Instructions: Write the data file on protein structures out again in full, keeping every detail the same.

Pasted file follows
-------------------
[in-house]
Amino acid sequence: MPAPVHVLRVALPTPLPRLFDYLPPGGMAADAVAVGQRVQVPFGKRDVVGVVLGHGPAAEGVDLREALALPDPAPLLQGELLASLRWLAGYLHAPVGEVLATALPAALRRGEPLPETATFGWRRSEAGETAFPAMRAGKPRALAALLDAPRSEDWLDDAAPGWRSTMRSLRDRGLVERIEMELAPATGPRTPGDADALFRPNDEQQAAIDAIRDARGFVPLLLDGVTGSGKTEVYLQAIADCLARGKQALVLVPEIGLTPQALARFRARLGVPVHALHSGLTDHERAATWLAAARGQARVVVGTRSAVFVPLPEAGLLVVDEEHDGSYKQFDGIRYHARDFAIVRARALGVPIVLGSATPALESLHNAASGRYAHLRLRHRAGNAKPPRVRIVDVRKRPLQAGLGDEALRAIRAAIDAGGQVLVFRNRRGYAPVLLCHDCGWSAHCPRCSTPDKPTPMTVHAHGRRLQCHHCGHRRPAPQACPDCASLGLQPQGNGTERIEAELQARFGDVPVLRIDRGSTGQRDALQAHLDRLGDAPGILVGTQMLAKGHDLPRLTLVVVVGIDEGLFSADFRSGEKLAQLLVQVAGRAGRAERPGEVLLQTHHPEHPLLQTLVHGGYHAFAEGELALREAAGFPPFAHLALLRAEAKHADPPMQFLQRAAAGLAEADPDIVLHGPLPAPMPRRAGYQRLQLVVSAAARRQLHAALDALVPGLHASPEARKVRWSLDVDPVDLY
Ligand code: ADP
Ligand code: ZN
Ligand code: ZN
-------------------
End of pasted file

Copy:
[in-house]
Amino acid sequence: MPAPVHVLRVALPTPLPRLFDYLPPGGMAADAVAVGQRVQVPFGKRDVVGVVLGHGPAAEGVDLREALALPDPAPLLQGELLASLRWLAGYLHAPVGEVLATALPAALRRGEPLPETATFGWRRSEAGETAFPAMRAGKPRALAALLDAPRSEDWLDDAAPGWRSTMRSLRDRGLVERIEMELAPATGPRTPGDADALFRPNDEQQAAIDAIRDARGFVPLLLDGVTGSGKTEVYLQAIADCLARGKQALVLVPEIGLTPQALARFRARLGVPVHALHSGLTDHERAATWLAAARGQARVVVGTRSAVFVPLPEAGLLVVDEEHDGSYKQFDGIRYHARDFAIVRARALGVPIVLGSATPALESLHNAASGRYAHLRLRHRAGNAKPPRVRIVDVRKRPLQAGLGDEALRAIRAAIDAGGQVLVFRNRRGYAPVLLCHDCGWSAHCPRCSTPDKPTPMTVHAHGRRLQCHHCGHRRPAPQACPDCASLGLQPQGNGTERIEAELQARFGDVPVLRIDRGSTGQRDALQAHLDRLGDAPGILVGTQMLAKGHDLPRLTLVVVVGIDEGLFSADFRSGEKLAQLLVQVAGRAGRAERPGEVLLQTHHPEHPLLQTLVHGGYHAFAEGELALREAAGFPPFAHLALLRAEAKHADPPMQFLQRAAAGLAEADPDIVLHGPLPAPMPRRAGYQRLQLVVSAAARRQLHAALDALVPGLHASPEARKVRWSLDVDPVDLY
Ligand code: ADP
Ligand code: ZN
Ligand code: ZN